Breez’s rebrand breathes new life into the hashish class
The cannabis industry has changed dramatically since Breez was founded in 2015. The California-based brand has grown rapidly during this time, building up a range of premium THC and CBD-infused mints, tincture sprays and tablets.
The brand’s quick expansion has brought a number of challenges with it, however, namely around its branding and communications. “These changes excelled at market, but the expansions have been ad-hoc and rushed,” says Anna Walters, CMO at Breez. “As a result, the design and brand identity had grown a bit feral.”
Alongside this, pre-existing public perceptions of the cannabis sector, such as stigma around usage, presented the brand with the added dilemma of how to drive home the everyday lifestyle, wellness and health benefits of their products.
Leeds-based agency Robot Food was brought in to help Breez convert their success in California into a global brand, opening up its wholesale-only model to direct-to-consumer, as well as expanding nationally and worldwide.
During the workshop phase, Robot Food found Breez’s customer base to be very broad. The agency’s research suggested that rather than positioning it as another ‘hipster’ cannabis brand, it made more sense to make it a household name – and help the category enter the mainstream in the process.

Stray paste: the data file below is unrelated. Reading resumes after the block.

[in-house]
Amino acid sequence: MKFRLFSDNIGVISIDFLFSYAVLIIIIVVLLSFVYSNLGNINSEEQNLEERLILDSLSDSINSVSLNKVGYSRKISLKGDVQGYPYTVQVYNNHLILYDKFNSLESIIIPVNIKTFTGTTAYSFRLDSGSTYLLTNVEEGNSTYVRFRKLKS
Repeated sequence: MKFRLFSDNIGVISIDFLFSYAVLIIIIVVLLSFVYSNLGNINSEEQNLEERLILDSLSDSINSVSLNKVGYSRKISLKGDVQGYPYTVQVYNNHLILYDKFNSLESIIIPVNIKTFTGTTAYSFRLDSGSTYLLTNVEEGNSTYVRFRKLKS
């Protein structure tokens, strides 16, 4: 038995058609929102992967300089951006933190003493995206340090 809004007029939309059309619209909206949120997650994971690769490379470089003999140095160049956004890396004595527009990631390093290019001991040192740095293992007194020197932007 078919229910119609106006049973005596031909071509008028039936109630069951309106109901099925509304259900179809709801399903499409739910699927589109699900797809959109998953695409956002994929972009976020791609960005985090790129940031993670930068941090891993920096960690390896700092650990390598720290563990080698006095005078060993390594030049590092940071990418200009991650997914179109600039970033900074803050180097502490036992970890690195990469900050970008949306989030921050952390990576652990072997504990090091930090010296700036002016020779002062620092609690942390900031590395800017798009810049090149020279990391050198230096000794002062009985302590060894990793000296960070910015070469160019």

“The category was still missing a beacon brand that stands above the rest, bridging functional, emotional, flavourful and benefit-led in a way that just fits into your life,” says Robot Food founder and executive creative director, Simon Forster.
The new branding positions Breez as a lifestyle product – an essential ritual in people’s daily routines – by demonstrating how it can help ‘unlock’ their day. Each product in the range targets a specific wellbeing issue, such as enhancing fun, aiding relaxation, or helping with sleep.
The design retains the ownable gold of Breez’s previous branding, complemented by a vibrant colour palette, and introduces a reworked version of the brand’s blocky typography to unite the entire range and increase brand recognition. As for the packaging design, the focus is on functionality and consistency, enabling messaging on pack to convey a lot in a limited space.
“A lot of consumers in California are very aware of the category and they know what they’re looking for. But for a lot of people, it’s still quite scary if you don’t know anything about it,” says Forster.
“Breez’s new branding feels a lot more accessible: not this closed off cannabis ‘club’. If it’s the easiest to read and get to grips with, then you’re on to a winner.”